Posted by: atowhee | October 25, 2008

The Camargue and The Pink

That is a line of Greater Flamingos in one of the many small lagoons that dot the Camargue.  Larger bays and inlets may also have flamingo flocks when the shoreline if suitably shallow and muddy.  This is the delta of the Rhone River, justly famous for vineyards upstream, here noted for its cowboys, cattle AND birds.  The cattle are a breed apart, thus:

In French these cattle are not “vache” as most ordinary cattle, they known as “taur” from the old Latin root word.

 

 

 

Appropriate to its unique ecology and history as a remote and very Romanized part of Provencal, the Camargue also has its own breed of white horses:

Most of the French birds are quite skittish, though we did have one bold Black Redstart come check us out while we ate our picnic lunch.  Other birds we saw, but could not get to pose: Great, Little and Cattle Egrets, Gray Herons, Common Shelducks (too far away), Shoveler, Common Teal, Little Grebe, Kingfisher (a flash of blue and a puff of rusty smoke), Marsh Harrier (a large, near-black female with her brown crown), Tree Sparrows (far more numerous and romantic here than in suburban St. Louis, Missouri), Pied Wagtails, unidentified larks, Chiffchaff galore, Eurasian Collared-Doves, Black-headed Gulls.  I did get good shot of them along the lower Seine in Caudebec:

Their black heads will not return until late winter, in preparation for the breeding season.  They’re the size of Bonaparte’s Gulls and found along shorelines and riverways over much of western Europe.  Their squawks are piercing and sharp.  While we have been here in Arles along the Rhone we watched this species ride the flotsam after a heavy rain. Along with the Jackdaws, they are the most common birds in the town of Arles.  The “jacks” roost each night in the Roman arean (1900 years old) and the amphitheatre (1700 years old).  Generations of Jackdaws have live here in Arles.  From our hotel room window we them at dawn swirling and calling “daw-daw-daw” as they commute westward across the Rhone toward the food-rich farmlands of the Camargue.  In the evening they come flocking back to their familiar, monumenbtal roosting spots.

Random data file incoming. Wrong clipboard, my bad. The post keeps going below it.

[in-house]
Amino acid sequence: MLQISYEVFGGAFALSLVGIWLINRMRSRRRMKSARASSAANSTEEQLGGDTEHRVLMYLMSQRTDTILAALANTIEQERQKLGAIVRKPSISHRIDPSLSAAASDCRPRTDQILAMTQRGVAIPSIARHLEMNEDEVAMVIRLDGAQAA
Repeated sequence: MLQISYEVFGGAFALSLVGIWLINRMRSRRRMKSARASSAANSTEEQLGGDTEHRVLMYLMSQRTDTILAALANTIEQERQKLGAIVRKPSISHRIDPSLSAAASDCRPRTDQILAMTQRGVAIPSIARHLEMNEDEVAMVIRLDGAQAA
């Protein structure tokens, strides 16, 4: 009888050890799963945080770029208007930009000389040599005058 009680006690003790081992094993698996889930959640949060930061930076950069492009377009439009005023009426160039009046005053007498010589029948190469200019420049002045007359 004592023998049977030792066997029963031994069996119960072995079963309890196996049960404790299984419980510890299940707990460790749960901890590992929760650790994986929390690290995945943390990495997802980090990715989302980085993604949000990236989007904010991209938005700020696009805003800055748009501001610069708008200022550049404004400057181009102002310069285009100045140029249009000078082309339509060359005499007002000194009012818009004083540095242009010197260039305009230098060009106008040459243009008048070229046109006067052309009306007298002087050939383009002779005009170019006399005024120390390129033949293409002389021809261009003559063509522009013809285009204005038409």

One co-operative Carmarguise:

 

 

 

 

 

 

This is a female Common Kestrel.  She was hawking insects in open pastures.  Judging from some of the huge grasshoppers we saw in a nearby part of Provencal, she could make apretty good living on just those insects alone:

This guy was sunning himself and was about three inches long. The same stucco garden wall held another dozen or so grasshoppers of equal size on a thirty foot length.  Yum.

The most common raptor in the Camargue as over much of western Europe, the buteo Common Buzzard.  Below is evidence there was something on the distant power pylon.  It was a Common Buzzard, that my word for it.  🙂


Responses

  1. Harry,

    Sande and I just returned from a vacation in France, where we also had a chance to visit the Camargue. In the Parc Ornithologique we saw (among others) Flamingos (of course), Sacred Ibises, Spotted Crakes, Greenshanks, Spotted Redshanks, Red-crested and Common Pochards, White Storks and Cetti’s Warblers. Perhaps my favorite spotting was a pair of European Bee-eaters, which we saw near the village of Signes in Provence. Beautiful little birds.

    A question: do you know the name of the giant insects that act like hummingbirds?

    -Bob


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